5. The apparatus of claim 4 in which the means for causing fluid flow comprises a metering pump having a vacuum pump and capillary tube associated therewith.-

- 6. The apparatus of claim 4-in which the means for maintaining a constant low temperature comprises a cold fluid, and a refrigeration means for the thermostatic fluid, said refrigeration means being operable independently of each other, a liquid sample reservoir in said first chamber and a sample duct of substantially less cross-section than said reservoir leading from said reservoir through said second chamber in heat exchange relationship with said thermostatic fluid, and means for causing fluid flow from said reservoir through said duct.

8. The apparatus of claim 7 including a temperature control means cooperating with said refrigeration means for individually controlling the temperature in said first and second heat-insulated chambers.

9. An apparatus for determining the flow characteristics of a hydrocarbon oil containing material which solidifies at low temperatures which comprises first and second heat-insulated chambers, eachcontaining a thermostatic fluid, a cold chest surrounding said chambers and communicating with said second chamber and containing;

a thermostatic fluid, means for refrigerating said thermostatic fluid within said cold chest, a liquid sample reservoir in said first chamber and a sample duct of substantially less cross section than said reservoir leading from said reservoir through said second chamber in heat exchange relationship with said thermostatic fluid, means for causing fluid flow from said reservoir through said duct, and

temperature control means for controlling the temperature in said first and second chambers, said temperature control means including an exit duct for withdrawing thermostatic fluid from said second chamber, a connecting duct for exposing said fluid to indirect heat exchange with the atmosphere, and a return duct for returning said thermostatic fluid to said second chamber.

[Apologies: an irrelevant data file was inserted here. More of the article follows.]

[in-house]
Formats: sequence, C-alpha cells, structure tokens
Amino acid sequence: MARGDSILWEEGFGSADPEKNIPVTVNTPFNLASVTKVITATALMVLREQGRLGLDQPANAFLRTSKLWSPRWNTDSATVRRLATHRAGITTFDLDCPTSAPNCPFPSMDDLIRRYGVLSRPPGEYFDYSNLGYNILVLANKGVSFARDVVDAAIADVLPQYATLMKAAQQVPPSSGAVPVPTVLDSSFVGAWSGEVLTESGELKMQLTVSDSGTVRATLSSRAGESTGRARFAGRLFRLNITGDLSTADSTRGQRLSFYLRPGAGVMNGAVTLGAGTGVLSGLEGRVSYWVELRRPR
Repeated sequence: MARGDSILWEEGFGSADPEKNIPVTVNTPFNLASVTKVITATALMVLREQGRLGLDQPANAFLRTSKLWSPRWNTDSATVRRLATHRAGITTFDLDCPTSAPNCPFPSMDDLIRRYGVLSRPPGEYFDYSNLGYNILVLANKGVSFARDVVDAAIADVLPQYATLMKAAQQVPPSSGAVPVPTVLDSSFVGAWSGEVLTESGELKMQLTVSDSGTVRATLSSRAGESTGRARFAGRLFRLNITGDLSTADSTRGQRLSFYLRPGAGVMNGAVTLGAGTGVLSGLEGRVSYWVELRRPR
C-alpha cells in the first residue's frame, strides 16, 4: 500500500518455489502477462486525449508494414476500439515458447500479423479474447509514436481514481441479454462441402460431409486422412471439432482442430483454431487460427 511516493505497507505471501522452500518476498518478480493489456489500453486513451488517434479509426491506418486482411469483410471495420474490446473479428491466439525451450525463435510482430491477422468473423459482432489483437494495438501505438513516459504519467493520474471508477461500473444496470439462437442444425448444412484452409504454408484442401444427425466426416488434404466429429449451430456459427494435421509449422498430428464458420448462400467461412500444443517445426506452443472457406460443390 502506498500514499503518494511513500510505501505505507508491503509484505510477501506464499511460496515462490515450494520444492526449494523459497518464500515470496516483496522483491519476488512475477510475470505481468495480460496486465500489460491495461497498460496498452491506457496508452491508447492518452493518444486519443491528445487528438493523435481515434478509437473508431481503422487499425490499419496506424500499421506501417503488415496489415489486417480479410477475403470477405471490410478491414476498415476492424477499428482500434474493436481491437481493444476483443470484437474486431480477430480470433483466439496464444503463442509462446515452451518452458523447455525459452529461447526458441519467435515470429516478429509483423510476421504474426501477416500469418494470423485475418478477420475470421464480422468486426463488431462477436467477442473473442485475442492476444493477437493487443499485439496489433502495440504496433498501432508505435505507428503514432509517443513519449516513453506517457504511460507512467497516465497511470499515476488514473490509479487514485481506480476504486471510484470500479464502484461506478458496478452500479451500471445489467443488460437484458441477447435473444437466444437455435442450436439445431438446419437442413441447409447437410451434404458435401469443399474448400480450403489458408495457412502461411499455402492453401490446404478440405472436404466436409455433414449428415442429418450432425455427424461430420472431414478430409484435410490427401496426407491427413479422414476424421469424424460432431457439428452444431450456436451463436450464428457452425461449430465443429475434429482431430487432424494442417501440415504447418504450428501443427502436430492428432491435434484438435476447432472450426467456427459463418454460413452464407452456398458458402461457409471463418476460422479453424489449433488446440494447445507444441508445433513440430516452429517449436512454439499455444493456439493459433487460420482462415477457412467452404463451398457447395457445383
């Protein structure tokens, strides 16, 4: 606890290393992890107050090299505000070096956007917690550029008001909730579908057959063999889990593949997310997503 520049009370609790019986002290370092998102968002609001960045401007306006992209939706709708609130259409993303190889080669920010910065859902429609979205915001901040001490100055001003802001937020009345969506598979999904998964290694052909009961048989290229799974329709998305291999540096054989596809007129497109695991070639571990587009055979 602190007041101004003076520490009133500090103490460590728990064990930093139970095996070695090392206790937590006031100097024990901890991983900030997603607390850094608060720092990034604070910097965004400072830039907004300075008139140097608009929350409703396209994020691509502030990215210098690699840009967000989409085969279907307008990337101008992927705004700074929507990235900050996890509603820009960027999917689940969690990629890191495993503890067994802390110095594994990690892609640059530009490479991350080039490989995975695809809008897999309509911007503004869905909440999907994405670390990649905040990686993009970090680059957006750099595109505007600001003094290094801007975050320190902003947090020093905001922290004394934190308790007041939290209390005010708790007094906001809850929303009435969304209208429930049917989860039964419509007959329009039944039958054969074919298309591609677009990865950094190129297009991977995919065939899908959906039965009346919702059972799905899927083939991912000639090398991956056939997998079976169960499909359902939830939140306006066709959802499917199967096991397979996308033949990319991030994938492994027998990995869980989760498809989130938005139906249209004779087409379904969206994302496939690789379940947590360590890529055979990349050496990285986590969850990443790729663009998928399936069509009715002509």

10. The apparatus of claim 9 including a by-pass duct communicating with said return duct and said cold chest,

and valve means responsive to temperature regulating means in said second chamber for directing said thermostatic fluid from said return duct through said by-pass duct to said cold chest and into said second chamber.

11. The apparatus of claim 10 wherein the first and I second heat-insulated chambers contain a means for ci'r-.

culating the thermostatic fluid.

12. The apparatus of claim 11 wherein an additional cooling means is provided where the cold chest communicates with the second heat-insulated chamber.

References Cited by the Examiner UNITED STATES PATENTS 3,187,557 6/1965 Holbourne 7317 3,222,916 12/1965 Davis 73-15 I DAVID SCHONBERG, Primary Examiner.

Patent Citations
Cited PatentFiling datePublication dateApplicantTitle
US3187557 *Jan 30, 1963Jun 8, 1965British Petroleum CoApparatus for measuring the cloud point of hydrocarbon oils
US3222916 *Feb 12, 1962Dec 14, 1965North American Aviation IncMetal oxide concentration meter
Referenced by
Citing PatentFiling datePublication dateApplicantTitle
US3872710 *Feb 16, 1973Mar 25, 1975ErapApparatus for measuring the index of filterability of a liquid
US7984616 *Apr 20, 2005Jul 26, 2011Fraunhofer-Gesellschaft Zur Forderung Der Angewandten Forschung E.V.Low-temperature storage of suspension samples in suspended sample chambers
U.S. Classification73/61.41
International ClassificationG01N33/26, G01N33/28
Cooperative ClassificationG01N33/2811
European ClassificationG01N33/28C